As we walked around the corner, we saw two dueling muggles in a small roped-off area where you could wait and be given a wand duelling lesson by a member of staff. Needless to say, this was very entertaining to watch.

Right beyond this was the green screen room where we were able to be magically put into the Potterverse. If you take the tour, don’t let the lines for this put you off. Not only do the lines move quickly, but it was definitely worth it.

We were first filmed in front of green screen to make it look like we were flying the Mr. Weasley’s Ford Anglia, just like Harry and Ron in The Chamber of Secrets

…and then we were given robes and were filmed riding our broomsticks through London, dodging muggles and muggle transport, just like in The Order of the Phoenix.

After this we continued through the tour, stopping by the toad’s… I mean Dolores Umbridge’s office that was full of lots of cat pictures and lots of pink. Thankfully she wasn’t in…

There was also the Ministry of Magic, “Magic is Might” statue and all…

…and Malfoy Manor’s dining room from The Deathly Hallows with poor Charity Burbage.

All aboard! Next stop: Hogwarts Express.

Here, we were able to take pictures at platform 9 ¾ and board the Hogwarts Express. On board, each carriage was decorated for each film with Harry, Ron, and Hermione’s belongings strewn across the seats.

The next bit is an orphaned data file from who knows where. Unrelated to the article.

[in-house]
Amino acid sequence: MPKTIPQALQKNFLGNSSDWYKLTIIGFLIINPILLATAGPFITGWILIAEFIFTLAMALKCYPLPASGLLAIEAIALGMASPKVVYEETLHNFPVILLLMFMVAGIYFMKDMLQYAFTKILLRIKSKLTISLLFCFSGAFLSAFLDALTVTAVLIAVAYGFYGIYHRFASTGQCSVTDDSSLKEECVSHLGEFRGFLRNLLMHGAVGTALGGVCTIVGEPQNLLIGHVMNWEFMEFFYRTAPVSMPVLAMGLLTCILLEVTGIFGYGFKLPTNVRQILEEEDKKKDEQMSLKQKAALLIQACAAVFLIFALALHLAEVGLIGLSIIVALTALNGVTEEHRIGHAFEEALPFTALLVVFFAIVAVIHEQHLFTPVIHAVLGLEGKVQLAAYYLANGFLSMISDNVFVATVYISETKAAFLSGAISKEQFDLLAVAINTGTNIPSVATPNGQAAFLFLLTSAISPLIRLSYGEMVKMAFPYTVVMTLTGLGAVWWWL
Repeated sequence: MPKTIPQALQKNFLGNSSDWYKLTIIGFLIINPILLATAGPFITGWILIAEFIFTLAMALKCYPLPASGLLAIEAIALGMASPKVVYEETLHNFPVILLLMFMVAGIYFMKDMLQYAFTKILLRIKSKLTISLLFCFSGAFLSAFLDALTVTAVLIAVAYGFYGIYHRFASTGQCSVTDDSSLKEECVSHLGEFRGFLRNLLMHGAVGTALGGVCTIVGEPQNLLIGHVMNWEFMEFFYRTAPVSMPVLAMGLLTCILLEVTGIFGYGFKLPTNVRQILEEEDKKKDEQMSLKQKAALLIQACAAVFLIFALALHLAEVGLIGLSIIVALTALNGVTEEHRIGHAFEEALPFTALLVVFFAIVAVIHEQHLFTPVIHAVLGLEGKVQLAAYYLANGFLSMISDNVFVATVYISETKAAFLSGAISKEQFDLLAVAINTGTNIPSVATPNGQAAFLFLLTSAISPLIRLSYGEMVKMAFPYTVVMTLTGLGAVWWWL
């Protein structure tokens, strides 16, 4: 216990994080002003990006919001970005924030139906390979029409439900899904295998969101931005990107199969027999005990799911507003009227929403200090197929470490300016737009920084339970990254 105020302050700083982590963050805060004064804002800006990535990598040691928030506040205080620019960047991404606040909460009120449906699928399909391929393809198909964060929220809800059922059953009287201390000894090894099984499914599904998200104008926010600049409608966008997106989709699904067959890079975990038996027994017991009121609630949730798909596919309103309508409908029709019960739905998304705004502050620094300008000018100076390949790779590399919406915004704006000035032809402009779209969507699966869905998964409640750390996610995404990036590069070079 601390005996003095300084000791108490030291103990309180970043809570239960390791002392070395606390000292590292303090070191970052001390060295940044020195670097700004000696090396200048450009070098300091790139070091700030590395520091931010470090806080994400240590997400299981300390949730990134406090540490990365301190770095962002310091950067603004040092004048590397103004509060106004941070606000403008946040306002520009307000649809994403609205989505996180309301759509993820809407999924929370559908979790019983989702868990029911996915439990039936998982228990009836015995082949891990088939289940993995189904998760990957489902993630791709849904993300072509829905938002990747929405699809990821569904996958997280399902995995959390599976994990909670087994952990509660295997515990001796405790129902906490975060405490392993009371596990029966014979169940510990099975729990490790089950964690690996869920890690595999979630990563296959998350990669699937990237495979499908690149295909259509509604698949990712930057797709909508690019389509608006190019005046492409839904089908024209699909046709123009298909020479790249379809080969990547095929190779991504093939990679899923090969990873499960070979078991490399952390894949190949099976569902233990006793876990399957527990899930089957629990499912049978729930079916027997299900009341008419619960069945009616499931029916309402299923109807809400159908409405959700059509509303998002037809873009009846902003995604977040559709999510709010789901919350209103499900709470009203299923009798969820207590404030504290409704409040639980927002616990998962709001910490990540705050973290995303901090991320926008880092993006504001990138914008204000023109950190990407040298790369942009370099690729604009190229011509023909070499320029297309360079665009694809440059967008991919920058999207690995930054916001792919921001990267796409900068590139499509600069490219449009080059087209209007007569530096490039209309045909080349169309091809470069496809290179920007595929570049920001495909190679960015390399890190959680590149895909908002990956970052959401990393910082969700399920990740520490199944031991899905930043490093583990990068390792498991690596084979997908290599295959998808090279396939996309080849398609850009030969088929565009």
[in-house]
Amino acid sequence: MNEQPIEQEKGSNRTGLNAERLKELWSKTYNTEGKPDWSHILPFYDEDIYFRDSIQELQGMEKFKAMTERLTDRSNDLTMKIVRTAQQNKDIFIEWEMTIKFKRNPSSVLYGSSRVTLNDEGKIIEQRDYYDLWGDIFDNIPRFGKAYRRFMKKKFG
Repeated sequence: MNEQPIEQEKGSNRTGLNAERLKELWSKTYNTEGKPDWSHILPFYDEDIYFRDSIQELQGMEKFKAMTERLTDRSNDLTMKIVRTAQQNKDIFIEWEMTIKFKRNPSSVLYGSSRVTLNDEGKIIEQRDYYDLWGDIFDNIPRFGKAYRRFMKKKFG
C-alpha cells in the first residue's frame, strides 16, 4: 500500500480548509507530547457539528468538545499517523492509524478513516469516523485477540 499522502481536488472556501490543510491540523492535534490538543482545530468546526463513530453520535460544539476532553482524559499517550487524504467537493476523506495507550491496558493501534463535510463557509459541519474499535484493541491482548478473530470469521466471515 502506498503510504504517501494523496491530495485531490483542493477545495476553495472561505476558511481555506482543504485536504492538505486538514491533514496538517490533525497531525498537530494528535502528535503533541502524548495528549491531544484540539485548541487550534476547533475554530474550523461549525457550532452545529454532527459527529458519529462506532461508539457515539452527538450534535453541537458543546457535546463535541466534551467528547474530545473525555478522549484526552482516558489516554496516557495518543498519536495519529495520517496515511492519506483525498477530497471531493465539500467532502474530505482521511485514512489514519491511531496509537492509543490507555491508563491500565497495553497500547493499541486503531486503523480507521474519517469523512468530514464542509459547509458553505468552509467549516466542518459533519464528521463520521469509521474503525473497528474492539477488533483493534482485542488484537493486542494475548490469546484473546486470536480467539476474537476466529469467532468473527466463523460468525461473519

We couldn’t take pictures in the actual carriages on board because there was not enough space, but instead we were able to take pictures in the interior carriages that were actually used for filming.

If you look closely you can see the chocolate frog on the outside of the window.

After our journey on the Hogwarts Express came to an end, we continued through the studio, passing a display case with amazing examples of some of the graphics used for the films, including schoolbooks, Maurauder’s Maps, Quidditch programs, and copies of the Daily Prophet and The Quibbler.

Miraphora Mina and Eduardo Lima were the head graphic designers.

After admiring the graphics, we made our way to the cafeteria and treated ourselves to a delicious cup of butterbeer!

I genuinely LOVED butterbeer and think it would sell like crazy if it was sold in stores. It tasted a bit like cream soda, but not as fizzy and with a bit of toffee flavoring. The cream on top is a weird texture, more similar to cool whip than whipped cream, but was nonetheless delicious.

In the cafeteria, you could also buy a limited selection of food; however I was a bit disappointed there was not an actual restaurant. I think WB really missed a beat here. There are hundreds of people visiting the tour daily and I’m sure people would love to sit down after walking around for a few hours in the ultimate Harry Potter restaurant. I’m thinking something like the Rainforest Cafe, but Potterverse-themed obviously.

After we finished our butterbeer, we headed outside to the backlot.

Here you could see The Knight Bus and Number Four, Privet drive…

…as well as the Potter’s Cottage.

On the backlot, you could also see part of the Hogwarts bridge. According to the guidebook, “only one section of the bridge was ever built; the Visual Effects Department created the remaining sections using computer generated effects.”